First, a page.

2021: The Nonprofit Talent Frontier
Now that 2011 is well underway, we started thinking about what factors will influence nonprofit talent management 10 years from now. While we doubt that recruiting will be done by robots and reference checks will happen by telepathy, we do have a few perhaps more realistic predictions for what the future holds:
(1) Generationalism = We are just seeing the first waves right now of how hard it is for Boomers to manage Millennials, and in an increasing number of cases, for Millennials to be managing Boomers and Xers. We have several generations in the workforce right now with very different values, approaches, expectations, and management styles. Nonprofits are going to have to be more flexible in response, meet the needs of their labor pools where they are at (not where employers want them to be), and offer a solid amount of management training to accommodate these shifts.
(2) New Diversity = First, we had almost zero diversity in nonprofit senior leadership. Then, we had what you might call statutory or compulsory diversity, in which many nonprofits focused primarily on race and gender diversity because they were afraid of getting sued or because they were concerned about negative perceptions jeopardizing their fundraising efforts. In the next ten years, nonprofits are going to have to revisit how they define diversity more broadly, develop a true belief about why diversity is vital to the success of their ventures, and struggle with the difference between diversity and inclusion.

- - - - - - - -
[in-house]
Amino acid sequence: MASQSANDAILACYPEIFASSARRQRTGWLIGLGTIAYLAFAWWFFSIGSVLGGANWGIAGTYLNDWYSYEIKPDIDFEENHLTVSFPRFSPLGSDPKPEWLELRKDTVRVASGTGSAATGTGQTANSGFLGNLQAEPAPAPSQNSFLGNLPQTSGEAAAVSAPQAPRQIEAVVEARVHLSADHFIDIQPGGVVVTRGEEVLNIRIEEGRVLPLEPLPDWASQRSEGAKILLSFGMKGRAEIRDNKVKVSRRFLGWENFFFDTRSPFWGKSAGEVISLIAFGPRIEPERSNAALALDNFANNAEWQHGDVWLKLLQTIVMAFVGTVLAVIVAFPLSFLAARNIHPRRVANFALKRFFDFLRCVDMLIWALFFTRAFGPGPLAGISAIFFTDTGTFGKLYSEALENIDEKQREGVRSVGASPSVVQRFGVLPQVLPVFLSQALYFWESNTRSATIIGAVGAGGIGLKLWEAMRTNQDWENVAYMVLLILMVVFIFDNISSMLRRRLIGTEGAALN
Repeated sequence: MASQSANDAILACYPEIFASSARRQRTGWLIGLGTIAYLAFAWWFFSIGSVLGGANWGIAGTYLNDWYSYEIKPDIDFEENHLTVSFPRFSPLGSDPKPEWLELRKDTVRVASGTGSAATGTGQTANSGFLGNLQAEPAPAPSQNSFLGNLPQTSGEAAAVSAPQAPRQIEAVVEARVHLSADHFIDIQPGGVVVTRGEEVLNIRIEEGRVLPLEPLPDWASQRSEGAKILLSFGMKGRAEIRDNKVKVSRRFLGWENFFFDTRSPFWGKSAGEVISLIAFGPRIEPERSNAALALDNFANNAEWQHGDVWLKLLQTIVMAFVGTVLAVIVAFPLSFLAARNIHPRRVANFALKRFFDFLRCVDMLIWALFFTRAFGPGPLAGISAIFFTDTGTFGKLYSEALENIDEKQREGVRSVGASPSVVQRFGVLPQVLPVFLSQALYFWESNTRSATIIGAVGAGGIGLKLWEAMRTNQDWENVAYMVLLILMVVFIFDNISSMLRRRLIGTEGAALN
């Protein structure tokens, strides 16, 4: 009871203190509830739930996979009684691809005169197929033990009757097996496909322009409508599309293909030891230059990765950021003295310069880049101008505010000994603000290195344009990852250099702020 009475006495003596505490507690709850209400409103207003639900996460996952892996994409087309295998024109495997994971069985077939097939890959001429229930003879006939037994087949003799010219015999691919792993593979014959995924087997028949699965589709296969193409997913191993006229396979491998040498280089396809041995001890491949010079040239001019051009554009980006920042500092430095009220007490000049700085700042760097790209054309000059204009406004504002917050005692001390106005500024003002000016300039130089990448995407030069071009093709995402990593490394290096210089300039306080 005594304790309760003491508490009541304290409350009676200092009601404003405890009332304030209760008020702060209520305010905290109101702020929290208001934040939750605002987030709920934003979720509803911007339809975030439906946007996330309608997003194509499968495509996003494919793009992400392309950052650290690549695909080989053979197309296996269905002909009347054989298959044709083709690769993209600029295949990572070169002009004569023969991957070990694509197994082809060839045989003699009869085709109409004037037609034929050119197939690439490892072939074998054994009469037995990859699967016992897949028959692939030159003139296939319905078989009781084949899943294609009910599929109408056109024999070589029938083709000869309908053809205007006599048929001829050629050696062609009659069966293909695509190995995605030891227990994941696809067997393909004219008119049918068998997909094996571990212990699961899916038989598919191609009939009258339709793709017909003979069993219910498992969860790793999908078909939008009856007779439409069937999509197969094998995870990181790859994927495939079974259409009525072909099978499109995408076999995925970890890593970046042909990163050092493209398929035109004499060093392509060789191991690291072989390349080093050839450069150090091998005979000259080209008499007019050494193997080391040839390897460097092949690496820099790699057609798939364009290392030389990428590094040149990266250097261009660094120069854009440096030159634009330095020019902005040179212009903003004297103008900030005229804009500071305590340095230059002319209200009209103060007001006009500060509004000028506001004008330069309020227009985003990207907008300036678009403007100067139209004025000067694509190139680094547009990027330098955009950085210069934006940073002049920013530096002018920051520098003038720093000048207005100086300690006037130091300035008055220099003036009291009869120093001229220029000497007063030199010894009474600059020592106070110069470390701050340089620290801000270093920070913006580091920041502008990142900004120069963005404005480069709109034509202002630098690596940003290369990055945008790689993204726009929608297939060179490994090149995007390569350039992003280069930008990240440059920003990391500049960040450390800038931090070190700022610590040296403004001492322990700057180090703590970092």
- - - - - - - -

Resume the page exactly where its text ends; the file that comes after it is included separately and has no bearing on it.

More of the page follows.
(3) Flex-Town USA = More and more workers are looking for part-time, flex-time, consulting, work-from-home, and work-from-the-beach engagements. People are juggling more things simultaneously in an effort to improve their lives and technology is making it all possible. We can’t keep putting talent into boxes and assuming that most of our employees will work 40 hours per week from our downtown offices. To adapt, nonprofits are going to have dramatically revisit their notions of leadership, teams, communication, and collaboration. This transformation will not be easy and we’ll need lots of new tools and approaches to pull it off.
(4) Leader Crisis Deja Vu = There was a lot of discussion about the nonprofit sector leadership crisis and related human capital challenges between 2000 and 2008. Then, all of a sudden, everyone stopped talking about it because the global economic downturn flipped the equation toward more of a leadership surplus that was even harder to manage. Nothing has fundamentally changed over the past few years, however, so as economy recovery begins in earnest over the next few years, we are likely to see the return of all the old issues and discussions. Hopefully the loss of momentum around addressing these issues hasn’t set us back even father than we were before.
What other trends might impact our future recruiting and hiring practices? What recruiting challenges and opportunities do you predict for your organization?
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